Last night I walked in moonlight behind the hill.
A hundred stones were piled there, shining in a pyramid of light.
The stones were eyes, and each could see a different truth.
One noticed how water sprang from an artesian well,
One made the sound of an elephant giving birth,
Another understood the deeper meaning of theft.
One found a bluebird behind an incandescent leaf
Which sang as if the dawn had come and broke the silent air.
One stone gathered cabbages, one brought a looking glass,
One stoked the fire as it burned to a blue flame.
All around, fireflies sparked and jiggered near the underbrush.
Some stones wept, some kept their counsel,
Others seemed as if they would speak, but silence prevailed.
If I were mad, I would have kissed the stones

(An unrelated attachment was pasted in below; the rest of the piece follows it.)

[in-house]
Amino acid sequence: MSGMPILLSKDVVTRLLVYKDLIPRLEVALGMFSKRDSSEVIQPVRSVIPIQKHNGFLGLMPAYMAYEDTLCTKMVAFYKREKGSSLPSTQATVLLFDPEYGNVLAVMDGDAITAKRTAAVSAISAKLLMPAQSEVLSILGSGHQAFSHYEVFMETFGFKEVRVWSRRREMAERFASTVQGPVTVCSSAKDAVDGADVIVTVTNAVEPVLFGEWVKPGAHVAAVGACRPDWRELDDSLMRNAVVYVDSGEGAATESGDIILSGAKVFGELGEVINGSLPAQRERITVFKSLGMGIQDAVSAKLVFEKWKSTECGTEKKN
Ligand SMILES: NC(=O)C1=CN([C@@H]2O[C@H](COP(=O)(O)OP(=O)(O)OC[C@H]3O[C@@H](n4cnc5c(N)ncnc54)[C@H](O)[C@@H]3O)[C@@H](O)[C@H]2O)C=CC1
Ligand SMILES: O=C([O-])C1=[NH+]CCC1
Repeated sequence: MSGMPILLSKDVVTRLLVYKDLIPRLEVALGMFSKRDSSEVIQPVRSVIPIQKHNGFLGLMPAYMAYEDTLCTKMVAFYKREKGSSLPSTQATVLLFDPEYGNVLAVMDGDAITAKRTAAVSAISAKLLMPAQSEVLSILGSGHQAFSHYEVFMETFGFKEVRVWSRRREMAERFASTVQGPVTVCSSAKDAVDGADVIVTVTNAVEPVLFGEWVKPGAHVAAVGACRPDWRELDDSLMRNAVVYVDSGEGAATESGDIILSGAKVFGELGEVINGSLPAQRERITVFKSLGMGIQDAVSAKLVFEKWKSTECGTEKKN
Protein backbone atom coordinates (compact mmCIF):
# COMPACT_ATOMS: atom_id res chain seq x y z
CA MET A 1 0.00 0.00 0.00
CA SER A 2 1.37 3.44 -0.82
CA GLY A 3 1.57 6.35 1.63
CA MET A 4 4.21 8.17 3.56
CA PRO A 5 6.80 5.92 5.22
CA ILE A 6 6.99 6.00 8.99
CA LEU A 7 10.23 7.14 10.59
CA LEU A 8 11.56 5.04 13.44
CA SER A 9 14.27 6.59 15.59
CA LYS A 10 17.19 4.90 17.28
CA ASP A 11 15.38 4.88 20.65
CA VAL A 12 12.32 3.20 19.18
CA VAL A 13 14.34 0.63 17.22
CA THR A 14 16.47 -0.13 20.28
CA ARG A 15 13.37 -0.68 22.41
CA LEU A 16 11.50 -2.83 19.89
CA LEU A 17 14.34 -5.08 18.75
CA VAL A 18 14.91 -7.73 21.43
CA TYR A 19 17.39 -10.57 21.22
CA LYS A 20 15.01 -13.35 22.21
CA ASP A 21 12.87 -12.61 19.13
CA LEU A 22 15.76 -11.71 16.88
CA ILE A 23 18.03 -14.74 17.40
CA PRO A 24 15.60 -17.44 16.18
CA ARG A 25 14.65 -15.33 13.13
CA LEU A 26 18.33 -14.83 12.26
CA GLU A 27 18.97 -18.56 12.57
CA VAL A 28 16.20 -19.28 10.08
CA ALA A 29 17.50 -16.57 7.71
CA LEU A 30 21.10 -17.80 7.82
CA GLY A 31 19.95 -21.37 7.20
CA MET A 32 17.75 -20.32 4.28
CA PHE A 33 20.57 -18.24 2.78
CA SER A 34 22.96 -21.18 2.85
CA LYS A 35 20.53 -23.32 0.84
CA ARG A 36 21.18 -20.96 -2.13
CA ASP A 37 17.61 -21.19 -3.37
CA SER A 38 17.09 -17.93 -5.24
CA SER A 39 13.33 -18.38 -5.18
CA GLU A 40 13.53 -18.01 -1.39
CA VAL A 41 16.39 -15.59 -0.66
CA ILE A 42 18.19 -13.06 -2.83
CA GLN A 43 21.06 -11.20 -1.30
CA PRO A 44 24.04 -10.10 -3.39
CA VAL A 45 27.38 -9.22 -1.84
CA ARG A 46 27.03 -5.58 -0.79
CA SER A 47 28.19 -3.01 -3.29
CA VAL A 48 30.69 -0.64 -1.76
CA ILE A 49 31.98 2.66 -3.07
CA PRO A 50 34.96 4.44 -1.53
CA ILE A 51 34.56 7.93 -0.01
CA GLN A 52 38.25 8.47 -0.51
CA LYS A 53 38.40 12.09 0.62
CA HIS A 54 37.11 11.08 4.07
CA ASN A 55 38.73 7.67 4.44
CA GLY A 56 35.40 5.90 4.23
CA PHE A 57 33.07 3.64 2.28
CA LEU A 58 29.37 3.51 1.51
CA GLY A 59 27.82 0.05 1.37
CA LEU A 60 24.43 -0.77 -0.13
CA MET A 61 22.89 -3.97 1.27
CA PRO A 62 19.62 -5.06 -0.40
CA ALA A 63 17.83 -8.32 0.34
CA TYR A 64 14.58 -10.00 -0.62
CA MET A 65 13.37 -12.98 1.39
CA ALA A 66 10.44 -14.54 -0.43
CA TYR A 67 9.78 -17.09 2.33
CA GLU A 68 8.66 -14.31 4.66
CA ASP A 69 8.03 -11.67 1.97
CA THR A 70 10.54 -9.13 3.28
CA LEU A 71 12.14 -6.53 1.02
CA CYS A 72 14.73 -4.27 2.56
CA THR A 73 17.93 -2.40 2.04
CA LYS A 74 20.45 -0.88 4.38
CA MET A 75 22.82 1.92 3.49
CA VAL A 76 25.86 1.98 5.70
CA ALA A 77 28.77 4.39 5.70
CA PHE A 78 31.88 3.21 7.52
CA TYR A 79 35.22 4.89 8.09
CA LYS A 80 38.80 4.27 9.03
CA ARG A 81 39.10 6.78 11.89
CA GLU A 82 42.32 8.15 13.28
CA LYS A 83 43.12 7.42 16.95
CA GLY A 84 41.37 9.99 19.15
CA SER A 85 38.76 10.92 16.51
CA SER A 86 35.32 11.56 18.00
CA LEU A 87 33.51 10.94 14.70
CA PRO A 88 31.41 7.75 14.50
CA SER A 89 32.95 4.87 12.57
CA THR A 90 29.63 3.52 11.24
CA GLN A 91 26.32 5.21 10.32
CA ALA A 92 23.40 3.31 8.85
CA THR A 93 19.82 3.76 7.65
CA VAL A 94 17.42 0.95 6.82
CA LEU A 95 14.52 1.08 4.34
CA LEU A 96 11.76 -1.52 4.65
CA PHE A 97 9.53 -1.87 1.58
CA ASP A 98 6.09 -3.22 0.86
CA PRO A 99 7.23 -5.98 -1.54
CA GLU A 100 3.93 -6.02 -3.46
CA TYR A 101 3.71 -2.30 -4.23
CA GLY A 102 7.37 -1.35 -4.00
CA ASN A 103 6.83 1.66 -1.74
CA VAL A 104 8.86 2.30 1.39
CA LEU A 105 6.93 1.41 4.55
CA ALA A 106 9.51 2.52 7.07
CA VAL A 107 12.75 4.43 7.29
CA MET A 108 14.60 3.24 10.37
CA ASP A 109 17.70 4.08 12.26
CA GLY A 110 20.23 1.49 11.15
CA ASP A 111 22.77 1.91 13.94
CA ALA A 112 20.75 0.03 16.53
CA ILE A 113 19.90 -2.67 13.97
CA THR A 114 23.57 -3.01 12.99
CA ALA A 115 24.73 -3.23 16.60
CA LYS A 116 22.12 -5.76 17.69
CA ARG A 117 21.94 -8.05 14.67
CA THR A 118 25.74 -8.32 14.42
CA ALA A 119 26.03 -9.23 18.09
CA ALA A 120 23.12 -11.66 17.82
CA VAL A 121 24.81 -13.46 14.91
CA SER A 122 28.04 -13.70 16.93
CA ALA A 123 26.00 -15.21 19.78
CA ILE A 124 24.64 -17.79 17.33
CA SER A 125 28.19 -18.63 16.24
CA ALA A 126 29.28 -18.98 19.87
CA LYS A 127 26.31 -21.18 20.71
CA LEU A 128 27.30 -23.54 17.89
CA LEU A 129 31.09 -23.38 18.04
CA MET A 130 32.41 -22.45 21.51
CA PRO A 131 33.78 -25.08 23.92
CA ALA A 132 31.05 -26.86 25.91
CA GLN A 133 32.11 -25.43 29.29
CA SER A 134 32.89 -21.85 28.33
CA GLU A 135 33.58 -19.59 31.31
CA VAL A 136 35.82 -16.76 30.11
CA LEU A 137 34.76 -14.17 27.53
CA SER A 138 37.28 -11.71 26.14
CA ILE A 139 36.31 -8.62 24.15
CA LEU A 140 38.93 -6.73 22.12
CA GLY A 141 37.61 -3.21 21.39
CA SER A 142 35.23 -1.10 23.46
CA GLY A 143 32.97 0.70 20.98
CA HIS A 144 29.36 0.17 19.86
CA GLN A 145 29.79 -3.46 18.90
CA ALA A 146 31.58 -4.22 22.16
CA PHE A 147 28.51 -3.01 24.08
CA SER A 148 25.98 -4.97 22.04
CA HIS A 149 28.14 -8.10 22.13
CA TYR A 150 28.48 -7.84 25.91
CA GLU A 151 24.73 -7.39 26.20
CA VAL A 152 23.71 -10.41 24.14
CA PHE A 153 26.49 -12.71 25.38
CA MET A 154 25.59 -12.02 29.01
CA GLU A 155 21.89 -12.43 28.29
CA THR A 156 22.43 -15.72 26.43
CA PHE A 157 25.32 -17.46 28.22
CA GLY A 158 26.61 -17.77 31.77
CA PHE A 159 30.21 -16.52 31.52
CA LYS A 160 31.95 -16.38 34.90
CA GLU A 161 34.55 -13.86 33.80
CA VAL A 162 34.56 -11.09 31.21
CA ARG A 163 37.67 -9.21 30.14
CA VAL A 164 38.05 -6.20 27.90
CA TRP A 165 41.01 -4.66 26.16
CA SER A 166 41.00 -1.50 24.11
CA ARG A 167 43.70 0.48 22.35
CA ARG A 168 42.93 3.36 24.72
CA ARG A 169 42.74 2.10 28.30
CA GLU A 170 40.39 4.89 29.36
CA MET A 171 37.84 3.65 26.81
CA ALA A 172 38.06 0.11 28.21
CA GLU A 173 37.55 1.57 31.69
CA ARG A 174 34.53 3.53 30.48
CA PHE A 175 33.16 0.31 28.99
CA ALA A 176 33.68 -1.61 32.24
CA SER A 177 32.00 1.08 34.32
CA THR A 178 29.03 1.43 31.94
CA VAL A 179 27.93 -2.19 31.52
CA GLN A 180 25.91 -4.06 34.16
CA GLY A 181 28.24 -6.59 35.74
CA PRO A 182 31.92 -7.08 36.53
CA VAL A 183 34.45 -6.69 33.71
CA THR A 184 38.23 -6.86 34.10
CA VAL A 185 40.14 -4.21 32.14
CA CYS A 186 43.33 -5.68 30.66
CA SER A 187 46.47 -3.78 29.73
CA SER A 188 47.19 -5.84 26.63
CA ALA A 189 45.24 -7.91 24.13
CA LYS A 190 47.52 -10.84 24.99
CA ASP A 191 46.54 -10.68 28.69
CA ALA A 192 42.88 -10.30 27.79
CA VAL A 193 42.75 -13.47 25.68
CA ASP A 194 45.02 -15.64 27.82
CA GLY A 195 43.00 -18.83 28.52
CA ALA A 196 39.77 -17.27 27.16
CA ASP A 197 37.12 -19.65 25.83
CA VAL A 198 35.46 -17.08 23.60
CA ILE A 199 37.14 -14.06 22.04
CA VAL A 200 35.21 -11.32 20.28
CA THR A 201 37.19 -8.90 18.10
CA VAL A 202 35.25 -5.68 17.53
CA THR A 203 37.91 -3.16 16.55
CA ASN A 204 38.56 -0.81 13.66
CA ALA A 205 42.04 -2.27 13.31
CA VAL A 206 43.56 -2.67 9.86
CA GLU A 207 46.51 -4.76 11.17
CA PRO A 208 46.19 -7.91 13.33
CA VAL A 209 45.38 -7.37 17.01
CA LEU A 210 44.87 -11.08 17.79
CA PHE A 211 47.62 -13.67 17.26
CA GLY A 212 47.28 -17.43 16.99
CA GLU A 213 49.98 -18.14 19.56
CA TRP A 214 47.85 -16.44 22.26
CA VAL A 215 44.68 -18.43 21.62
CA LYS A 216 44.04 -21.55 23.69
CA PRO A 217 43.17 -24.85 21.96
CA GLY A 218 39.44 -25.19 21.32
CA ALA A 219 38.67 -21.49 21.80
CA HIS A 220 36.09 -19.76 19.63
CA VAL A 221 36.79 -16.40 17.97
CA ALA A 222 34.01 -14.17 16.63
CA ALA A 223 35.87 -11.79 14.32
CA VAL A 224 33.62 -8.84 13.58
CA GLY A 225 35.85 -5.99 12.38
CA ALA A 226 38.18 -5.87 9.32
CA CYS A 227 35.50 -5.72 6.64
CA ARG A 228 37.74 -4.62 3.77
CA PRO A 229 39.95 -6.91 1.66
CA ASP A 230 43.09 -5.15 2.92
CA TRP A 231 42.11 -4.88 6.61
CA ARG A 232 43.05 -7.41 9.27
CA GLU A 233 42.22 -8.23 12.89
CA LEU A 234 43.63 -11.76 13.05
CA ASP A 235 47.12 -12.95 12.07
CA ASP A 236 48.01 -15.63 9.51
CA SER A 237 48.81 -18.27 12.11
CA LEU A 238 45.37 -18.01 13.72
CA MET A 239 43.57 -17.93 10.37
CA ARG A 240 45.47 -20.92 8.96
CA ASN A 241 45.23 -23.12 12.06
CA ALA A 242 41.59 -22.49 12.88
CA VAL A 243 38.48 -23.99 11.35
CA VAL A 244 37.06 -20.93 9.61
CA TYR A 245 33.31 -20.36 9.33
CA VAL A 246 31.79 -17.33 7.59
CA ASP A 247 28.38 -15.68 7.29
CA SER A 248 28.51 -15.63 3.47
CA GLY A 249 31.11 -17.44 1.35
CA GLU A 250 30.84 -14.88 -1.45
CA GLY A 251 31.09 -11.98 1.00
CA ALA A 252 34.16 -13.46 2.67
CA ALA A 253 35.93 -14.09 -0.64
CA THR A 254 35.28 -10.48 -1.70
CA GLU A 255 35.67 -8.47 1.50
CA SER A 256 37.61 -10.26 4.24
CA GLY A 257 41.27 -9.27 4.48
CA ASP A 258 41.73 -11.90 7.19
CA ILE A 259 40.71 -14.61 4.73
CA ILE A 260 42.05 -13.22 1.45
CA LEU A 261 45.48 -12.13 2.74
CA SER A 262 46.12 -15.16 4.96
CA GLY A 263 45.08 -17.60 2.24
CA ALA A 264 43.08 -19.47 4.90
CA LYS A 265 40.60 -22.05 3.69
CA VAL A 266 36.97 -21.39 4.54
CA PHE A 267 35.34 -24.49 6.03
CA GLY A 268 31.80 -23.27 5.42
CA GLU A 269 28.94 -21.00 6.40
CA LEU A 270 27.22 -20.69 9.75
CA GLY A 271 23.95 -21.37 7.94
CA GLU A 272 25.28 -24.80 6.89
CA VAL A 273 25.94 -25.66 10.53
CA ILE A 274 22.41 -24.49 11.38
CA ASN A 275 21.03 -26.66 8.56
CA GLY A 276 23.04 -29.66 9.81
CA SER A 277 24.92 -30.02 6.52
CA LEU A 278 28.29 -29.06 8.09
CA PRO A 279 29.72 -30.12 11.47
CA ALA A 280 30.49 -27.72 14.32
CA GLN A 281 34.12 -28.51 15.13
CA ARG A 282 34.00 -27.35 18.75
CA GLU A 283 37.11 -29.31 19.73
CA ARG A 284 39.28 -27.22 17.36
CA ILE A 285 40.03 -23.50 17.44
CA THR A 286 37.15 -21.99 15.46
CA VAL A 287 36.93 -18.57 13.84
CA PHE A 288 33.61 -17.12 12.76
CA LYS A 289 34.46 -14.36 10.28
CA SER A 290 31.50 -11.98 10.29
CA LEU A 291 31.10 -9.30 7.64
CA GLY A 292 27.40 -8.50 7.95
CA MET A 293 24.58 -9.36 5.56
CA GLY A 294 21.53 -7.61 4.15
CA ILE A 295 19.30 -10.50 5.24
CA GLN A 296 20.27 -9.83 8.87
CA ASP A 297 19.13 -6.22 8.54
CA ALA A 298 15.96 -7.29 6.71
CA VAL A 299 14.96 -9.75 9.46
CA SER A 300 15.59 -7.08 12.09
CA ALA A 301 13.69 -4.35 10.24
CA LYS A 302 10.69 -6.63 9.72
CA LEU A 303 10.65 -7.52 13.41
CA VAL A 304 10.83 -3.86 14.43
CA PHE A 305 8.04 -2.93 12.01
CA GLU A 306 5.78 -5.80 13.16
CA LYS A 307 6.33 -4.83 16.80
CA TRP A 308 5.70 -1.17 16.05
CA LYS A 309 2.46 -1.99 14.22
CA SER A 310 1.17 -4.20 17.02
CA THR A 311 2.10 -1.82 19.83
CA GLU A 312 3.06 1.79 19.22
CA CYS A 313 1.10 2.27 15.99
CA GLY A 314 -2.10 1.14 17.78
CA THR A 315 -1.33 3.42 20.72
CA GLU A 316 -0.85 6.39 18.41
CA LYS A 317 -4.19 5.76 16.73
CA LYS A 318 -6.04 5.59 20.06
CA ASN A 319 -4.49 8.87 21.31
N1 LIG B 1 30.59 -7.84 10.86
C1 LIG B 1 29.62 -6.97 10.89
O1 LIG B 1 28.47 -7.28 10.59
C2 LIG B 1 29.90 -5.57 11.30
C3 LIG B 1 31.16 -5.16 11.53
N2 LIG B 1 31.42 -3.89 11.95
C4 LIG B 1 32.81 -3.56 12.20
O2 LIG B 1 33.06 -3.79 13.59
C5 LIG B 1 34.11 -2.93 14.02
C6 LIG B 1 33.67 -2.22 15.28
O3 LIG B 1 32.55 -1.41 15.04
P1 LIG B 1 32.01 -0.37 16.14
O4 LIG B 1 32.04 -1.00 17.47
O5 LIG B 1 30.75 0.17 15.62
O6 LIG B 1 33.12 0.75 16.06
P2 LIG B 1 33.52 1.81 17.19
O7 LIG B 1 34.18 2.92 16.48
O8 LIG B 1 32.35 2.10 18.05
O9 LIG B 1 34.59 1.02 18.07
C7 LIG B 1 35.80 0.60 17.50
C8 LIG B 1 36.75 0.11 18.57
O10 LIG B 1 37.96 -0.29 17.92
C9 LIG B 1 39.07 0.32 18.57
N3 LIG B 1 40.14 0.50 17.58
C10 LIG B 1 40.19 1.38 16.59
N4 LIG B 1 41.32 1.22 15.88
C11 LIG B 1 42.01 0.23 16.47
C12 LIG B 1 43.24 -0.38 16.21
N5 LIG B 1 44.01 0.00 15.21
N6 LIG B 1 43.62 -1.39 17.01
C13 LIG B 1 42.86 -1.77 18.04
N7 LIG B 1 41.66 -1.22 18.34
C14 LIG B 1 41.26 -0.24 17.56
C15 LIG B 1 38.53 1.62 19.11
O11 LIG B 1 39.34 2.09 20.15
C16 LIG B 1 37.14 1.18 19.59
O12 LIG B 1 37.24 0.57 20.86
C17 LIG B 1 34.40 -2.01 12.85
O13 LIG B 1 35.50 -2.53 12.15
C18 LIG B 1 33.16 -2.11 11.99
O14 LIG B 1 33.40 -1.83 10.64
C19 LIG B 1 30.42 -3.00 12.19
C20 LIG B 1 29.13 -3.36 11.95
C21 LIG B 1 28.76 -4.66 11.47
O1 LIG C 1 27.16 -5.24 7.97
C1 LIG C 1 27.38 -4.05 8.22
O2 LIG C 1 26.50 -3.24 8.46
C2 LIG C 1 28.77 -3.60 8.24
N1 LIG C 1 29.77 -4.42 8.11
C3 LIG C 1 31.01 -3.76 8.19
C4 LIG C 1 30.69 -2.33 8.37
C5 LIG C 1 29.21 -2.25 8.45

Or polished them until they bled
Or forced myself to regard their essence as my own,
But, as always, I was sane, trapped in my rational mind
Wandering sleepless, writing down these notes.
Steve Klepetar teaches literature and creative writing at Saint Cloud State University. His latest collections include two chapbooks from Flutter Press, My Father Teaches Me a Magic Word and My Father Had Another Eye. His book Speaking to the Field Mice was recently published by Sweatshoppe Publications.